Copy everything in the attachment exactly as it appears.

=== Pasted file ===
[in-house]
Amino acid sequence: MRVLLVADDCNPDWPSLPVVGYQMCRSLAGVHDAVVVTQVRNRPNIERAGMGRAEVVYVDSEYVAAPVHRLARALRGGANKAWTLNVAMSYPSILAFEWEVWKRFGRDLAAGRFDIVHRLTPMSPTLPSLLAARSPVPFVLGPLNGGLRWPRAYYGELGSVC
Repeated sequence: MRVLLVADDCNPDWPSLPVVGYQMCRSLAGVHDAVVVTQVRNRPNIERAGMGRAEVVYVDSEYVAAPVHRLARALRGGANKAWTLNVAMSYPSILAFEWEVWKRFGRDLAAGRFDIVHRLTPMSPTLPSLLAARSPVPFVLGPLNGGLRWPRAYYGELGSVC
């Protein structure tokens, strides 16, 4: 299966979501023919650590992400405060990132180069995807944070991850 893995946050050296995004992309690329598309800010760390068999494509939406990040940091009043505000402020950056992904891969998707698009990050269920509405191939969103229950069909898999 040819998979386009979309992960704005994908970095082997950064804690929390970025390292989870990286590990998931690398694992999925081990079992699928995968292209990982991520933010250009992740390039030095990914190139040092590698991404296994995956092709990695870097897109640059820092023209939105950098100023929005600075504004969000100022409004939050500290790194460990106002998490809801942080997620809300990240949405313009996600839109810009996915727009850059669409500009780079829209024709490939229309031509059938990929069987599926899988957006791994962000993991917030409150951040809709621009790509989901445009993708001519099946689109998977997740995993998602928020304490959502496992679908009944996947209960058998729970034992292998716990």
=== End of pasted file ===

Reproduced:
[in-house]
Amino acid sequence: MRVLLVADDCNPDWPSLPVVGYQMCRSLAGVHDAVVVTQVRNRPNIERAGMGRAEVVYVDSEYVAAPVHRLARALRGGANKAWTLNVAMSYPSILAFEWEVWKRFGRDLAAGRFDIVHRLTPMSPTLPSLLAARSPVPFVLGPLNGGLRWPRAYYGELGSVC
Repeated sequence: MRVLLVADDCNPDWPSLPVVGYQMCRSLAGVHDAVVVTQVRNRPNIERAGMGRAEVVYVDSEYVAAPVHRLARALRGGANKAWTLNVAMSYPSILAFEWEVWKRFGRDLAAGRFDIVHRLTPMSPTLPSLLAARSPVPFVLGPLNGGLRWPRAYYGELGSVC
């Protein structure tokens, strides 16, 4: 299966979501023919650590992400405060990132180069995807944070991850 893995946050050296995004992309690329598309800010760390068999494509939406990040940091009043505000402020950056992904891969998707698009990050269920509405191939969103229950069909898999 040819998979386009979309992960704005994908970095082997950064804690929390970025390292989870990286590990998931690398694992999925081990079992699928995968292209990982991520933010250009992740390039030095990914190139040092590698991404296994995956092709990695870097897109640059820092023209939105950098100023929005600075504004969000100022409004939050500290790194460990106002998490809801942080997620809300990240949405313009996600839109810009996915727009850059669409500009780079829209024709490939229309031509059938990929069987599926899988957006791994962000993991917030409150951040809709621009790509989901445009993708001519099946689109998977997740995993998602928020304490959502496992679908009944996947209960058998729970034992292998716990």